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April 20, 2001

 Easter Morning Glory Thousands attend 60th Easter Sunrise Service at Arlington Cemetery
 by Dennis Ryan, Pentagram staff writer

The tombstones of 270,000 veterans and family members stood as silent witnesses to the Easter Sunrise Service in the Amphitheater of Arlington National Cemetery Sunday morning at 6:30. An estimated crowd of 3,000 enjoyed a warm and sun-filled morning.

The festivities began with a pre-service concert by The U.S. Marine Band, "The President's Own," at 6:15, as the attendees were filtering in to their seats in the early morning gloaming.

The "Hymn of Celebration" had the worshipers on their feet and singing loudly, sometimes on key.

Military District of Washington commander Maj. Gen. James T. Jackson welcomed the assembly and asked the audience to remember family members and friends who are serving their country in distant lands.
 
Chaplain (Col.) Michael R. Durham, MDW command chaplain, led the multitude in the Resurrection Day responsive reading.

"It was a great day to do it," Durham said. "It takes an extreme amount of work."

John Metzler, superintendent of the cemetery then read an Old Testament verse from Isaiah 65:17-25.

"It's (Sunrise Service) been 60 years now," Metzler said. "This is the 11th year I've done it, and it was the best weather. The crowd came early, and it was a nice crisp audience. It takes six months of planning. Chaplain (James) May (Arlington National Cemetery Chaplain) worked 100 hours getting it ready."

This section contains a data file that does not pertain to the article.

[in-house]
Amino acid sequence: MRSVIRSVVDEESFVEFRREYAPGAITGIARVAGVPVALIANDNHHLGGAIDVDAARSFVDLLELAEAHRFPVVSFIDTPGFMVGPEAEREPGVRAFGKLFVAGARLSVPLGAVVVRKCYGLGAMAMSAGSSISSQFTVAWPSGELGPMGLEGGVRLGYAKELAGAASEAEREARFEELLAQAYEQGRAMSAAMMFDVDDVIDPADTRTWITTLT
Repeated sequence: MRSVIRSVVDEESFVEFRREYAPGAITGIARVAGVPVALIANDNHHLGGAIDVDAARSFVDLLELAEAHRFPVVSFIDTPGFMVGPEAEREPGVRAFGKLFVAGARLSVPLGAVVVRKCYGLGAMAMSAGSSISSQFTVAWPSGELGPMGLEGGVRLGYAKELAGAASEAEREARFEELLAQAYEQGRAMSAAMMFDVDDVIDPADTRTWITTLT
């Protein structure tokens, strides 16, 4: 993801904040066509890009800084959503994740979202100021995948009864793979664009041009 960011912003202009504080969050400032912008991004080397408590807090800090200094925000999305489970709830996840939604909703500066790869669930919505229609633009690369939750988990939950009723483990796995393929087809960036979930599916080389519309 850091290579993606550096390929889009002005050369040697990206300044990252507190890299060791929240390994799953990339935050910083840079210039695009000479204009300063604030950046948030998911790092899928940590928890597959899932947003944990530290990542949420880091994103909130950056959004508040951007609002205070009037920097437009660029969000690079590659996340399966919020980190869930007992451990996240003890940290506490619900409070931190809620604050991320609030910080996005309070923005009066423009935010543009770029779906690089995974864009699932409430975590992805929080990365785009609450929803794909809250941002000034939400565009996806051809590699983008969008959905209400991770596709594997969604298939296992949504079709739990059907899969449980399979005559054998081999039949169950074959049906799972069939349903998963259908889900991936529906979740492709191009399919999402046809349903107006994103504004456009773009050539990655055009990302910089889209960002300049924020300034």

Staff Sgt. Kevin Bennear of the Marine Band delivered a stirring rendition of "Easter Song" just as the sun was breaking through the clouds.

Chaplain (Brig Gen.) Lorraine K. Potter delivered the sermon and spoke about the experience after the service.

"This is great," Potter said. "There's no better place to do an Easter Sunrise Service, and we didn't freeze to death. I've been here before when my teeth were chattering."

Dave Allen of Dallas was at the service with four generations of his family that included 13 members.

His parents had driven from Rome, Ga., and Allen's daughter is married to a Marine stationed in the area. The youngest worshipers in the Allen clan were his granddaughters, 3-year-old Kyli and 4-month-old Megan.

"My older brother's buried here," Allen said. "It was super. I really enjoyed it. It was beautiful the way the sun came out."

Jackson, who attended the services with his wife Nancy and their three teenage daughters, was pleased with the service.

"My chaplains did a great job," Jackson said. "It took six months of planning. You can't help but feel something. It was special. Chaplain Jim May did a great job. He was the project officer and did a super job."

May perhaps succinctly summed up the day's activities after the service.

"It was the completion of a lot of hard work," May said. "It couldn't have gone any better."